GCHQ broke the law in its access to billions of emails and online address books gathered by American spies, the UK’s surveillance watchdog has ruled.
For the first time in its 15-year history the Investigatory Powers Tribunal (IPT) has ruled against the Government Communications HQ, whose work it oversees.
In June 2013, top-secret documents from former American intelligence analyst Edward Snowden showed that GCHQ had taken advantage of two systems run by America’s National Security Agency (NSA) to gather swathes of internet communications, including emails and online chats.
Prism allowed US spies to tap into traffic from internet giants including Google, Facebook and Apple. UPSTREAM enabled them to trawl the raw data as it passed along the network of fibre-optic cables carrying it around the world. Thanks to its close relations with the NSA, GCHQ was able to tap into these stockpiles of private communications.
Campaign groups including Privacy International, Bytes for All and Liberty challenged whether this breached the European convention on human rights, which protects privacy and freedom of expression.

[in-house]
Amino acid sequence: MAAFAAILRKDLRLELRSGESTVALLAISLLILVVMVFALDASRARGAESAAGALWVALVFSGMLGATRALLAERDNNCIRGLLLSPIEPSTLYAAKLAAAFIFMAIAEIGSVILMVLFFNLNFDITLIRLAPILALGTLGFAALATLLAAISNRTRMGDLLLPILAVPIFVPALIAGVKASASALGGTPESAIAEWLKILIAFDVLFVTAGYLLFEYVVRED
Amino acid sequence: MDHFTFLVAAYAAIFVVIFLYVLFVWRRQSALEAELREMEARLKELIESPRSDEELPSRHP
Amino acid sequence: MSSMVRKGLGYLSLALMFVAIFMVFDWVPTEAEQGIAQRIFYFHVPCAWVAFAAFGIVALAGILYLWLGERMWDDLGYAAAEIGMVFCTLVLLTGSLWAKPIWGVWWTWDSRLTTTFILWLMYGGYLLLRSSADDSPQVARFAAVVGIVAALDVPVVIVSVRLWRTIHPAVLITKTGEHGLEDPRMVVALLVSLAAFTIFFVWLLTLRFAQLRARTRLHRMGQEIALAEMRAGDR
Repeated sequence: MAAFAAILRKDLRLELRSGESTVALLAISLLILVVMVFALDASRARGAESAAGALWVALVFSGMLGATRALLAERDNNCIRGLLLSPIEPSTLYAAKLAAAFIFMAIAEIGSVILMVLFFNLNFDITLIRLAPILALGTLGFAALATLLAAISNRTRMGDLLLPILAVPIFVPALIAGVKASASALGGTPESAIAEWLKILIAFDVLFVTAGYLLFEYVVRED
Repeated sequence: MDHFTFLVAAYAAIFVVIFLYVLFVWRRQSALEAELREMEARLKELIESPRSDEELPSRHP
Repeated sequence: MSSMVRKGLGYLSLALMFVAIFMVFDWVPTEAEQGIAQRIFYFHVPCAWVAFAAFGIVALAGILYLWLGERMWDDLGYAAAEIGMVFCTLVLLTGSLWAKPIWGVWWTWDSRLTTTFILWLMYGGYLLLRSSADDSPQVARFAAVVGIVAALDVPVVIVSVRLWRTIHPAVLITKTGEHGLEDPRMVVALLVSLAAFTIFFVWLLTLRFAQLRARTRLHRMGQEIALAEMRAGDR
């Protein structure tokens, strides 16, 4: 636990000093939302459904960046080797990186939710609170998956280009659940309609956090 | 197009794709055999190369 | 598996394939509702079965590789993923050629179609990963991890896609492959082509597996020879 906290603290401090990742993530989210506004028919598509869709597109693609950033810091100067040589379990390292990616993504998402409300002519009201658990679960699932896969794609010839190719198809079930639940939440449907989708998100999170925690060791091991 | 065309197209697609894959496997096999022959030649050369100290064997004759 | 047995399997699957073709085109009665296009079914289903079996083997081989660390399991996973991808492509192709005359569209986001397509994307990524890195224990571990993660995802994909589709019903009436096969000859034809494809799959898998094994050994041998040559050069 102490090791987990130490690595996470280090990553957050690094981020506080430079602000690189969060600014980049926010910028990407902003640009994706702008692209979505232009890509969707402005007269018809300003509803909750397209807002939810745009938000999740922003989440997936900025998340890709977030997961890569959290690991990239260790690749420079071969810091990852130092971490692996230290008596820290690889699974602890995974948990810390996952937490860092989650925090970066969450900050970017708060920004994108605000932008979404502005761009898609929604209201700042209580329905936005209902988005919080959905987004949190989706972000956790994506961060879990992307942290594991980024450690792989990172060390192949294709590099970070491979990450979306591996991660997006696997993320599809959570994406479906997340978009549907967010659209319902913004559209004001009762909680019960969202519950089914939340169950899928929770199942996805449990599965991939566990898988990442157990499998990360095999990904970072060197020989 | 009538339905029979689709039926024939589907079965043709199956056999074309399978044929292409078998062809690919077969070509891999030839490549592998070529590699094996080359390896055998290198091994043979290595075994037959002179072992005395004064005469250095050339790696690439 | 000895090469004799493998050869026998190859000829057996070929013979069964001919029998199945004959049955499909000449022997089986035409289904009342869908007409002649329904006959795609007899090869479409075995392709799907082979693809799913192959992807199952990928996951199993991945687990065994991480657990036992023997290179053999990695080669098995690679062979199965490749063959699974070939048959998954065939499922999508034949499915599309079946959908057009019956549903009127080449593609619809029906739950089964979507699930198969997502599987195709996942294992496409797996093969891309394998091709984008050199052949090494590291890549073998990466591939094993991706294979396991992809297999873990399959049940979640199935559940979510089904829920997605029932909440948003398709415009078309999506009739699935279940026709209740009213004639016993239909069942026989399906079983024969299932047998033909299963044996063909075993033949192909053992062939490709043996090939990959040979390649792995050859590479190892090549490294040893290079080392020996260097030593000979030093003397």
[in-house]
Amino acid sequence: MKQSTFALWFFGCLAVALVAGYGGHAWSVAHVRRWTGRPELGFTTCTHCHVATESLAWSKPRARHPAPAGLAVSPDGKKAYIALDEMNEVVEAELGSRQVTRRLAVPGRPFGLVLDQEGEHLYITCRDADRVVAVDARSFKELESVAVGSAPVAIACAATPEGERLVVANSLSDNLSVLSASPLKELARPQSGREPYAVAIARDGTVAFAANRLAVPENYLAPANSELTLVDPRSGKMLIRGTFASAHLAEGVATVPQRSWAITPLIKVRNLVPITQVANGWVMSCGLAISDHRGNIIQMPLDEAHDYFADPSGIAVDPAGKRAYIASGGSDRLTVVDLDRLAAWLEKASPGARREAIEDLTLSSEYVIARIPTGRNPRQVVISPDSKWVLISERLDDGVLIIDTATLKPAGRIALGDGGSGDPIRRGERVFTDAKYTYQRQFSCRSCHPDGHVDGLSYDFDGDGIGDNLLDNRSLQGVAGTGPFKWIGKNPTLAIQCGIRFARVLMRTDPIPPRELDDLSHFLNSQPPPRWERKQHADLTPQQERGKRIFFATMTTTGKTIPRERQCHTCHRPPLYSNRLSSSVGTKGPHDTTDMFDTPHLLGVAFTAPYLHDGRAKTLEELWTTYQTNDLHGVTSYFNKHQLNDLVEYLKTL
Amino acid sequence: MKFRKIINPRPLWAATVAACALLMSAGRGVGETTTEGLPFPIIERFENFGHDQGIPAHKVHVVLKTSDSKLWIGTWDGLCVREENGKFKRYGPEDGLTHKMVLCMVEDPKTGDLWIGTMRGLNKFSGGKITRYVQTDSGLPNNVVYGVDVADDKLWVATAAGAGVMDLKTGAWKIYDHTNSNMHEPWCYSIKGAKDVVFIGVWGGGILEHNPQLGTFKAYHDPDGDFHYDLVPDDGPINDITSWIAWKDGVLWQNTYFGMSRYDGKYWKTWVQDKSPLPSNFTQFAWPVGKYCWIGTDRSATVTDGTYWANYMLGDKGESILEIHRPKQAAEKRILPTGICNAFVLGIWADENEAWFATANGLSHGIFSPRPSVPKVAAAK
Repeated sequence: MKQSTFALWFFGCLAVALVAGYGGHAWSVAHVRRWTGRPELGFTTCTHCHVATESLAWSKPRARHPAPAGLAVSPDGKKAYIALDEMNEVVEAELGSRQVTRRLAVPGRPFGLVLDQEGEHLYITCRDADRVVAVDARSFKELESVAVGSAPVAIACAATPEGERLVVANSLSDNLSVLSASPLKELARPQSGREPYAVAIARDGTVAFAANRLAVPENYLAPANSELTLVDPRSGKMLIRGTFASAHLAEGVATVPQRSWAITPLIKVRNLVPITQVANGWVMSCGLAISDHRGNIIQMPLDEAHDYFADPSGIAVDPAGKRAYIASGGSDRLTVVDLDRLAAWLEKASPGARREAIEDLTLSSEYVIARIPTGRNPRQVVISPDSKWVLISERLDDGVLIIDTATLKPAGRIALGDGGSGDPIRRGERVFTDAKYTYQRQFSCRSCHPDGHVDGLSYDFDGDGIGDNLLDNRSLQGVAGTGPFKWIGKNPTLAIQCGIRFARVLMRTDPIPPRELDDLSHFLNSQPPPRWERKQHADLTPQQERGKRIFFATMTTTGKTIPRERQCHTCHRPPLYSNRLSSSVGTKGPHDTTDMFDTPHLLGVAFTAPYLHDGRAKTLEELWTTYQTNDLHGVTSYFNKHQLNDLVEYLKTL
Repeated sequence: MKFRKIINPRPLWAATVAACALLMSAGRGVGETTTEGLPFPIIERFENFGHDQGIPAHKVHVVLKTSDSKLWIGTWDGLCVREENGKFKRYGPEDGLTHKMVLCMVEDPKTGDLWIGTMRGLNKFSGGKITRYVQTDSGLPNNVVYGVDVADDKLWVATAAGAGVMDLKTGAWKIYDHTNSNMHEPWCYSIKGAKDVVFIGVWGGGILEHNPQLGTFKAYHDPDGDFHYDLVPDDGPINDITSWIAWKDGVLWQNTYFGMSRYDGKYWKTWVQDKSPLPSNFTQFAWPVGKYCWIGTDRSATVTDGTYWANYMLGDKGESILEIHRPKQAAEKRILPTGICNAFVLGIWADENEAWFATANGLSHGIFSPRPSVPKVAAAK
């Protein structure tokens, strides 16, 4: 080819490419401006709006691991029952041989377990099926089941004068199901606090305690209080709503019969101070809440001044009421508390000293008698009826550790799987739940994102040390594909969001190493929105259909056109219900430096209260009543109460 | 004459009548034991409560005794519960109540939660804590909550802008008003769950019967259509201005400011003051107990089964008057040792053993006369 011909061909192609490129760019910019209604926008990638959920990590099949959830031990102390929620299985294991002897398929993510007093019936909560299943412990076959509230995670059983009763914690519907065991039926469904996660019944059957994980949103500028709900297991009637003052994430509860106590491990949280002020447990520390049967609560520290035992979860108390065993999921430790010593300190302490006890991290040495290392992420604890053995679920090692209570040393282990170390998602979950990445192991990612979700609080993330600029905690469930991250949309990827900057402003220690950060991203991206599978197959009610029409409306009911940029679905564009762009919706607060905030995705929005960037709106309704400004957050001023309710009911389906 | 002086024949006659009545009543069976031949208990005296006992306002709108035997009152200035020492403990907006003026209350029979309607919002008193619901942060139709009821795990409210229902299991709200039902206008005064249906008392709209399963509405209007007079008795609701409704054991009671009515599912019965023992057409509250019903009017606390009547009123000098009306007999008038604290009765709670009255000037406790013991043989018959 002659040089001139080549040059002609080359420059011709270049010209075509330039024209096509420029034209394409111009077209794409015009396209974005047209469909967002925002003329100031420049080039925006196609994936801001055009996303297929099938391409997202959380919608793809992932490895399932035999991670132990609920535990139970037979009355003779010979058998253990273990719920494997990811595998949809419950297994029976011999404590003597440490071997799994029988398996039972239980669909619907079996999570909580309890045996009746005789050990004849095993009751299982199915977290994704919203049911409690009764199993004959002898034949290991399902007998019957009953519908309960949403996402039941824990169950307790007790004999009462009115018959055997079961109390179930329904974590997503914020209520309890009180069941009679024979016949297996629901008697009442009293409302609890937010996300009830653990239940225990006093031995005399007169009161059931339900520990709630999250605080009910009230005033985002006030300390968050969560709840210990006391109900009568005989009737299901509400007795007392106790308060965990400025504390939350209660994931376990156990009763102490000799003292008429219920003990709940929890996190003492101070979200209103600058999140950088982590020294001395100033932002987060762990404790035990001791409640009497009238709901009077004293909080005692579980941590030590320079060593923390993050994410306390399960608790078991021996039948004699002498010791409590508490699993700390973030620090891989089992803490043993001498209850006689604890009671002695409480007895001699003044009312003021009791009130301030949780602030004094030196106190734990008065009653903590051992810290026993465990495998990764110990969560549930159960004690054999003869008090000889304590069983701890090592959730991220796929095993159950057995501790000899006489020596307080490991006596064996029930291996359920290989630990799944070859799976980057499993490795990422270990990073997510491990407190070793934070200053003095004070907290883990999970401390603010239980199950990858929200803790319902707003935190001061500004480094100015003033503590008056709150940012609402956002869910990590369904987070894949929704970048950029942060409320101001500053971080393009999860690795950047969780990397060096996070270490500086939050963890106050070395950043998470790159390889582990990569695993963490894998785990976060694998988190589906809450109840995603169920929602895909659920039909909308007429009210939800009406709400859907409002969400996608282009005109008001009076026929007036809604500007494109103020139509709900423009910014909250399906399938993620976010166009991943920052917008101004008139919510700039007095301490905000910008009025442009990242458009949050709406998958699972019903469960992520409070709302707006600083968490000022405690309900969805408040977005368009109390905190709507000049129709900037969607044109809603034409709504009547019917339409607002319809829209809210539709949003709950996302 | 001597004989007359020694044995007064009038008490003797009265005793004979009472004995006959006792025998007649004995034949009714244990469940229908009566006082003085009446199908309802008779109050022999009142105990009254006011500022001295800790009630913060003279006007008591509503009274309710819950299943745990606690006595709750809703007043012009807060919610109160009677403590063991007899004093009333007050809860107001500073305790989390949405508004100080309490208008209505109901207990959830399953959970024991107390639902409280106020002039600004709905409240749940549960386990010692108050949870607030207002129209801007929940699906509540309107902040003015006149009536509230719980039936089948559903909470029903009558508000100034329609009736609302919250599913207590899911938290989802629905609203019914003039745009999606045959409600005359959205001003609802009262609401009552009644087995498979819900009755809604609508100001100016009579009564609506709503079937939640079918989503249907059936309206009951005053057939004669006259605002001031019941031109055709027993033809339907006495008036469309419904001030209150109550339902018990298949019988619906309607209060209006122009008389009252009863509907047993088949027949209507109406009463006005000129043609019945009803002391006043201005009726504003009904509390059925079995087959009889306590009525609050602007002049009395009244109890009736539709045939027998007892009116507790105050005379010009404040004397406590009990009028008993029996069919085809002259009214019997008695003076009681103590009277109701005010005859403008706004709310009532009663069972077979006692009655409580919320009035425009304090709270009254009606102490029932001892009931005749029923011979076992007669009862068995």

During the case it emerged GCHQ does not necessarily require a warrant to get copies of the emails, chats and other information from the NSA (as it would in the UK). However, GCHQ insists it has never utilised that power.
In its ruling the IPT confirmed that GCHQ’s use of NSA data breached the European rules, because the guidelines that governed its behaviour had not been opened up to public scrutiny. But the tribunal went on to say that now those guidelines have been made public, there is enough scrutiny and GCHQ’s behaviour is legal.
The end result is that snooping done before December 2014 is illegal, but after that date, it is within the law.
GCHQ argued that it has always operated within the rules. The spy agency insists it does not carry out mass surveillance, and that it was selective about what data it pulled out from the NSA stockpile.
A spokesperson for GCHQ said: “Today’s IPT ruling re-affirms that the processes and safeguards within the intelligence-sharing regime were fully adequate at all times – it is simply about the amount of detail about those processes and safeguards that needed to be in the public domain.”